Ice Station Zebra was a large-scale 1968 Cold War thriller,
located symbolically enough, in the arctic; an old-school submarine adventure
bolstered by all the spectacular Cinerama production values MGM could lavish
such a potential blockbuster. The film was based on a novel by Alistair MacLean,
at the time the world's best selling novelist, his work already having provided
the template for The Guns of Naverone (1961), while Where Eagles Dare
would reach the screen in the same year as Ice Station Zebra. Naverone
had a traditional war movie score by Dimitri Tiomkin, Eagles would follow
suit with a score by Ron Goodwin, noted for comparable work on 633 Squadron.
The director of Zebra was John Sturges, who had benefited greatly from the rousing
traditional scores Elmer Bernstein penned for his The Magnificent Seven
and The Great Escape.
It thus seems particularly odd that Michel Legrand would be
selected as composer for Ice Station Zebra. The French composer had already
been writing music for films and television since 1957, but virtually his entire
output had been for French, Italian or the occasional low-profile British production,
and he was by far best known for his wonderfully melodic musical, Les Parapluies
de Cherbourg (1964). Indeed, Legrand, who to date has written over 170 scores,
the vast majority for films from his native France, remains best known for his
ability to craft an unforgettable romantic melody. He is famous as a master
of the jazz based score, likewise bringing a rare sophistication to such pop
based soundtracks as The Thomas Crown Affair, again a 1968 production.
His melancholy songs and themes, such as "The Summer Knows"
(from The Summer of '42 (1971)), "Watch What Happens", "Brian's
Song", "What Are You Doing The Rest Of Your Life?"
and of course "The Windmills of your Mind" (from The Thomas
Crown Affair) have made him a household name, and in some circles a figure
derided as an MOR icon.
Yet, as his popular score for The Three Musketeers (1973)
shows, he can deliver a rousing, witty and inventive large scale orchestral
score with the best of them. Which brings us to Ice Station Zebra and
the thought that, while it may be odd that he was chosen to score the film,
we can only rejoice that someone was perceptive enough to see that he was indeed
the man for the job. In short, Michael Legrand's score is superb; it is to be
regretted that he has not worked more in this vein. Especially as in the excellent
booklet notes which accompany this greatly expanded release he says "I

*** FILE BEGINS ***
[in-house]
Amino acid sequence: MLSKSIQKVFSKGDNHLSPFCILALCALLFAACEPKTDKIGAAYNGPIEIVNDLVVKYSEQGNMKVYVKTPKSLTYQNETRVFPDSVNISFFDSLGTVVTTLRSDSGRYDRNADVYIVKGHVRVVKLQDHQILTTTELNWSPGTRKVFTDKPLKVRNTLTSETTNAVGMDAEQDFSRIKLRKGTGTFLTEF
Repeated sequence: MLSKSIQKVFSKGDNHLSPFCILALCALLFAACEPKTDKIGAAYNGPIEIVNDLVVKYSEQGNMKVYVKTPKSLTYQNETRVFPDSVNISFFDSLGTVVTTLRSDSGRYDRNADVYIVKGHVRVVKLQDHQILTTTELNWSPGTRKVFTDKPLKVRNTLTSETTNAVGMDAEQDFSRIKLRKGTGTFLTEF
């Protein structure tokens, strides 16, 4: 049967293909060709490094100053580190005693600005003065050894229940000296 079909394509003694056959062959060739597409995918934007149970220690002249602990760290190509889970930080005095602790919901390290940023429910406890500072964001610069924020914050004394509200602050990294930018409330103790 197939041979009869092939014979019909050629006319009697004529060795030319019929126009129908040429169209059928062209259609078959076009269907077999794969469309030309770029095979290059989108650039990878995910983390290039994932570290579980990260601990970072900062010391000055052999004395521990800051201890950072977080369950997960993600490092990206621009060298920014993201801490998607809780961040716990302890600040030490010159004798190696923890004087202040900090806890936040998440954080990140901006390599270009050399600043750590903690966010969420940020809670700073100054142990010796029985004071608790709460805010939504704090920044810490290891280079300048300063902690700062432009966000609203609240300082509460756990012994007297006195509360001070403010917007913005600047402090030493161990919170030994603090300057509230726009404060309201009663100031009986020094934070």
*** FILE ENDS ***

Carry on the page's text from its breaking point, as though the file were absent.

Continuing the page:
love that kind of work." He goes on to say how the score took "me
months and weeks of nights orchestrating… It was the first time for me doing
something of that scope." And clearly his enthusiasm and determination
to do an outstanding job shine through.
The booklet suggests part of the appeal of the score is that
it works as a "Cold War ballet", and certainly the music is
rich, complex and fluid, offering an expansive impressionistic landscape dominated
every so often by the two main grand themes and craggy outbreaks of muscular
action writing, like mountains arising through the bleak icy wastes of the Arctic.
That many of the tracks are very long - there are only 15 tracks on a 79 minute
album - helps the dreamlike, mesmerising ambience of the score. For those who
have previous releases of the score, well, there is well over twice as much
music here - the complete score including some sequences not used in the finished
film just fits onto a single packed CD - perhaps too much to comfortably enjoy
in a single sitting. But then that is not a point for complaint; it is very
easy to pick and chose with a CD player. The sound too is massively improved
over previous issues; indeed, the 1968 stereo sound is revelatory, proving just
how good sound recording was back then when the money was spent on a state-of-the-art
And what of the music? Well typically of Legrand he delivers
an unforgettable main theme, but rather than the jazz or tender melodies we
are used to, he gives us a bold, intensely masculine and heroic theme, one which
is as much description of the vast landscape as of the film's protagonists.
While the melody itself is entirely different, the feeling aroused has much
in common with both Jerry Goldsmith's The Edge and Lee Holdridge's Into
Thin Air: Death on Everest, both of which of course also deal with macho
adventure in icy locations. The later score appears to have been crafted from
a similar sensibility in its anthems to man's indomitable spirit, comparing
Holdridge's iron cast writing with Legrand's powerful accompaniment to the central
section of track 8: "Crewman Falls onto Crevasse". Elsewhere
light and fluttery atmospheric textures seem to anticipate Leonard Rosenman's
superb Dragonslayer, and all-the-while Legrand maintains interest through
his remarkably detailed orchestrations and innate sense of musical drama.
It goes without saying that the packaging is first class, with
the colour stills being of a particularly high quality. Film Score Monthly releases
are always produced to the highest possible standards, though sometimes I have
felt that the scores chosen are less than worthy of the attention devoted to
them. Not so this time. Ice Station Zebra is one of the finest scores
of its kind and Film Score Monthly's reissue is one of the company's finest
achievements to date. A simply fantastic release which I recommend unhesitatingly.